"BLEEDING FINGERS AND FAILING EYES: LOCATING THE BODY OF THE ARTISAN IN THE STUDY OF ISLAMIC ART"
Marcus Milwright, University of Victoria
Part of the Silsila Fall 2022 series, Body and Senses
In his description of the splitting of reeds for the making of mats in the Iraqi village of Agga, Gavin Maxwell (d. 1969) expresses surprise that even experienced practitioners of the craft would often end up cutting their hands. Other writers have noted the harmful effects of factors such as poorly ventilated work spaces, toxic materials, and noise. Observations like these are an important reminder of the impacts that register on the body as the result of repetitive and arduous tasks conducted in challenging environments. Finished objects can bear subtle traces of the bodies of their makers, from finger prints in fired clay to the characteristic slant and width of marks made by a brush or pen. This talk will question what can be learned in art historical terms through a focus on the bodies of those who have specialized in traditional modes of manufacturing across the Middle East from the seventh century to the present. Evidence will be drawn from extant objects in museum collections and from excavations, as well as pre-modern written sources, photographs, and ethnographic studies.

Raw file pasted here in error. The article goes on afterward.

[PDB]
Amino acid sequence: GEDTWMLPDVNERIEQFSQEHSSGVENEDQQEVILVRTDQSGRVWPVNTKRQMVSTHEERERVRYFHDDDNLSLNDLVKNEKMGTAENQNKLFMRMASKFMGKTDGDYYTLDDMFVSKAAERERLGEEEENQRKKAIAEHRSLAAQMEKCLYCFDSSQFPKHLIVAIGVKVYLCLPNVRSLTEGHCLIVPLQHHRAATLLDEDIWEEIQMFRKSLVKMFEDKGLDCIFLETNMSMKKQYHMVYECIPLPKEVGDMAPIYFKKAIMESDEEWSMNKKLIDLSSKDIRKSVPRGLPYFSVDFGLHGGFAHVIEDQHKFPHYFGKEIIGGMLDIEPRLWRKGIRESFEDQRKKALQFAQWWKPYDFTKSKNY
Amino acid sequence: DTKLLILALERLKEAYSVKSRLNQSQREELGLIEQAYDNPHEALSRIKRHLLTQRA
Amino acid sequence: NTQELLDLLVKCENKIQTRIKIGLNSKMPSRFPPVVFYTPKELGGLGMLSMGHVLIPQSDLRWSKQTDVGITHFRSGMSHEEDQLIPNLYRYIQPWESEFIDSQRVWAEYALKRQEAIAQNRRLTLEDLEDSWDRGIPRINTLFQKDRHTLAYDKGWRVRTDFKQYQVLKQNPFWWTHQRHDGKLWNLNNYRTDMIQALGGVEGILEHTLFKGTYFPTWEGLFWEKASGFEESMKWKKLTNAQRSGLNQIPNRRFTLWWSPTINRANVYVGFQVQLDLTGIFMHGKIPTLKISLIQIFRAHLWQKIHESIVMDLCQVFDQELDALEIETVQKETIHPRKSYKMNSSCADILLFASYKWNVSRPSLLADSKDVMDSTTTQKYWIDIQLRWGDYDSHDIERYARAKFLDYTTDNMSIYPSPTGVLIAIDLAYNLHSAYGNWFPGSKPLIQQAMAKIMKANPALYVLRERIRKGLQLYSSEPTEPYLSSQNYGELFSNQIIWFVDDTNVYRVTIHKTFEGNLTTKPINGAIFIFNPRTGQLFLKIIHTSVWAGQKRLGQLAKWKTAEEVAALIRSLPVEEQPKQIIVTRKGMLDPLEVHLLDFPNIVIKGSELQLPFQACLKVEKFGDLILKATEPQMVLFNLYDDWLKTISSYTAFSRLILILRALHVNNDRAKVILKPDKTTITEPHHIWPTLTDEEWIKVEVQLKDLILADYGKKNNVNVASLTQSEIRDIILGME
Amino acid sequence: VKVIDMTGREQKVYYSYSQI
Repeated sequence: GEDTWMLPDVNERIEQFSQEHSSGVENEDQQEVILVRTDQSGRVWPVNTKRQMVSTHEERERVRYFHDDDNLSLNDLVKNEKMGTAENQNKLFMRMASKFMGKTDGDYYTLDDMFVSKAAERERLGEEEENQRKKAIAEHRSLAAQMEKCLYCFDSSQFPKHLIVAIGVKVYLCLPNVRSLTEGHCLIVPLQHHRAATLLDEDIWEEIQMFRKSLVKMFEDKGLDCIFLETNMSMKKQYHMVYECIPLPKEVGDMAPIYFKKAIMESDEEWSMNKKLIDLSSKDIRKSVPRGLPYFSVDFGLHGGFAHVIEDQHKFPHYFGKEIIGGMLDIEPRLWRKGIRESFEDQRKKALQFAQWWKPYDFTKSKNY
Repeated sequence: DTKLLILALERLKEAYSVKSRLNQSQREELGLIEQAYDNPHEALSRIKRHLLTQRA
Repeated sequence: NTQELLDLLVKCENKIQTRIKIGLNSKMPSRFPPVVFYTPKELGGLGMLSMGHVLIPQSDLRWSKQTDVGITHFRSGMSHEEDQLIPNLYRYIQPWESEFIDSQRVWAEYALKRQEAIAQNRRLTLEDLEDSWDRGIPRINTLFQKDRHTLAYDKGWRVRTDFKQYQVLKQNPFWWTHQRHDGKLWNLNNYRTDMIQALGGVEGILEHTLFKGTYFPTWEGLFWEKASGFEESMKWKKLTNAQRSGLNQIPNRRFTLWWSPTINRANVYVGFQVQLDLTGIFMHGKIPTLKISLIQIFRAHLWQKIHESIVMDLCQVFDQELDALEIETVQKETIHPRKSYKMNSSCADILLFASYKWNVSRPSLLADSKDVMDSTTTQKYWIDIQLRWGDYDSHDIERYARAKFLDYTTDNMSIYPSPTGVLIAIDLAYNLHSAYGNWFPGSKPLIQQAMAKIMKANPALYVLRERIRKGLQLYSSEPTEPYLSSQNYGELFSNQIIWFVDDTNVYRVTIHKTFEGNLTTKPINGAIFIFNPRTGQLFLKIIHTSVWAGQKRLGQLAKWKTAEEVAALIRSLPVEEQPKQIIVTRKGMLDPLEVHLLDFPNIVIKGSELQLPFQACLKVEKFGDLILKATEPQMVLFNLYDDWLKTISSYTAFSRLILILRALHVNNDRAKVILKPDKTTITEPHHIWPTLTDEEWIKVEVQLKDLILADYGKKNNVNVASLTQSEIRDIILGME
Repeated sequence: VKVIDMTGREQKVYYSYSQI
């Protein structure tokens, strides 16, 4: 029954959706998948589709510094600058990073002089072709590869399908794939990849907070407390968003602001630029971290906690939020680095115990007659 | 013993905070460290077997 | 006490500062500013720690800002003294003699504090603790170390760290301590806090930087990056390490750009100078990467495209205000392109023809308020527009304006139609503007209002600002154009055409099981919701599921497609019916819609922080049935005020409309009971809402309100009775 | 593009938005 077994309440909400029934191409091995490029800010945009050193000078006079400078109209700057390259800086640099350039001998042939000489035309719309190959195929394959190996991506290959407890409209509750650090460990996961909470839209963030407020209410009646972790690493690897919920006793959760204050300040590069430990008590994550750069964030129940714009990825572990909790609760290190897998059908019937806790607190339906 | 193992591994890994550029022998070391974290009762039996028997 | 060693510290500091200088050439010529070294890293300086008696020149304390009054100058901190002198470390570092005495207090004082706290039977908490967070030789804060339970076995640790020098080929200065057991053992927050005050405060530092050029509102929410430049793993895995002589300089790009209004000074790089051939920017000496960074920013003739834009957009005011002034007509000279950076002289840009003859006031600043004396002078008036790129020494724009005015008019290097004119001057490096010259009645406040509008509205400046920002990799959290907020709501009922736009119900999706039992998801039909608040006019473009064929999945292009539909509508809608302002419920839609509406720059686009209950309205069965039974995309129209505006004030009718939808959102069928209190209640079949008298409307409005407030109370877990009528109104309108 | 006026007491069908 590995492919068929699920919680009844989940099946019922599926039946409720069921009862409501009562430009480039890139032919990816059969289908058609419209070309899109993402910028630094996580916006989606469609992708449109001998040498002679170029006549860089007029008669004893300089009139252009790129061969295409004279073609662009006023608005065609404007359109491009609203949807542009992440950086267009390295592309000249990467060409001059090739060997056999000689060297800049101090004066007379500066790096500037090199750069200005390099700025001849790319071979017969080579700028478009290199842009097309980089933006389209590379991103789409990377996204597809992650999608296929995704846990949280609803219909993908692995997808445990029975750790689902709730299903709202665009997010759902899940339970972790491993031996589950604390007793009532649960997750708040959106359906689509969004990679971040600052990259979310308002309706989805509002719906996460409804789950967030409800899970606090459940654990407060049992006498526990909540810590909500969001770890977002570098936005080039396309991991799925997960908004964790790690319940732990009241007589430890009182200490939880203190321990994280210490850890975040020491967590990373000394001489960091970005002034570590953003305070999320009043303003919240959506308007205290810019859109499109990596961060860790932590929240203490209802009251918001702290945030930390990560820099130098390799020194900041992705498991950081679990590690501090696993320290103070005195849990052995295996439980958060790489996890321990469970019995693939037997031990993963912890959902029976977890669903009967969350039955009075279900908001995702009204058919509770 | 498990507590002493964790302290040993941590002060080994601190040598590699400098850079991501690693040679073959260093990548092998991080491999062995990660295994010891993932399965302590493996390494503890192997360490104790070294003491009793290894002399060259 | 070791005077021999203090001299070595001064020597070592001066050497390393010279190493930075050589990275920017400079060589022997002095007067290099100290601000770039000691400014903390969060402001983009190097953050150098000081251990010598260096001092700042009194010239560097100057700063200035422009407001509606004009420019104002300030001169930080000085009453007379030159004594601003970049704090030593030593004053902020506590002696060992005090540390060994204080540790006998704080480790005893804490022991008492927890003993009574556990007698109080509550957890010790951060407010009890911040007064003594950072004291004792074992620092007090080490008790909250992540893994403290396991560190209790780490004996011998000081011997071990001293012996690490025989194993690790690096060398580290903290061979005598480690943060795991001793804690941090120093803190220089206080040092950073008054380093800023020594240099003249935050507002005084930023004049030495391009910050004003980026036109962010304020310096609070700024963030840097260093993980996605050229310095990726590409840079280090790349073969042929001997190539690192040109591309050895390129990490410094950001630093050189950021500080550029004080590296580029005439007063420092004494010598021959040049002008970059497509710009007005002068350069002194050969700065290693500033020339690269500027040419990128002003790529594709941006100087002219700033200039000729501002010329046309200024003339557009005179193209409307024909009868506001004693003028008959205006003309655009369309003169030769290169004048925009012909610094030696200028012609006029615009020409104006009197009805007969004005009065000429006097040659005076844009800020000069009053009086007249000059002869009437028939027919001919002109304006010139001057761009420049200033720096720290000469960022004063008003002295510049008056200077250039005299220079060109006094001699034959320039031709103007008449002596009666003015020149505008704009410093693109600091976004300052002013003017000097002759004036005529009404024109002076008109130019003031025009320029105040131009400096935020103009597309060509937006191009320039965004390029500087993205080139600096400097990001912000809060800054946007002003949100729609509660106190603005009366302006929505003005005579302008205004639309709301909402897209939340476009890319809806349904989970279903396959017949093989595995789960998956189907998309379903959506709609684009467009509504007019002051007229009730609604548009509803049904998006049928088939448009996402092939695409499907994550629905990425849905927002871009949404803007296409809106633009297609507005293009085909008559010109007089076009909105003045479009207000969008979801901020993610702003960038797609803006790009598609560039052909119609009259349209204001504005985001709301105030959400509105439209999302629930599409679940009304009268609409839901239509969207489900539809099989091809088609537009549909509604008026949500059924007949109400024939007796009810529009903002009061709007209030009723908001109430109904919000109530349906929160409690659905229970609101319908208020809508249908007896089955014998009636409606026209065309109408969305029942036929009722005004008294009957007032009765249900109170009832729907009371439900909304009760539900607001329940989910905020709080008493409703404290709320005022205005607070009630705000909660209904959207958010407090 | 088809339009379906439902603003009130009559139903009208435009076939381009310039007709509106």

Marcus Milwright is professor of Islamic art and archaeology and department chair in the Department of Art History and Visual Studies, University of Victoria. His research focuses on the art and archaeology of the Islamic Middle East, labour and craft practices in the urban environment, and cross-cultural contacts in the Medieval Mediterranean. He is involved in archaeological and architectural projects in Jordan, Syria and Greece and has created the Crafts of Syria and Crafts of Iraq websites. His books include: An Introduction to Islamic Archaeology (Edinburgh, 2010), and The Dome of the Rock and its Umayyad Mosaic Inscriptions (Edinburgh, 2016); Islamic Arts and Crafts: An Anthology (Edinburgh, 2017); and The Queen of Sheba’s Gift: A History of the True Balsam of Matarea (Edinburgh, 2021). He is currently working on the publication of early Islamic pottery from Raqqa.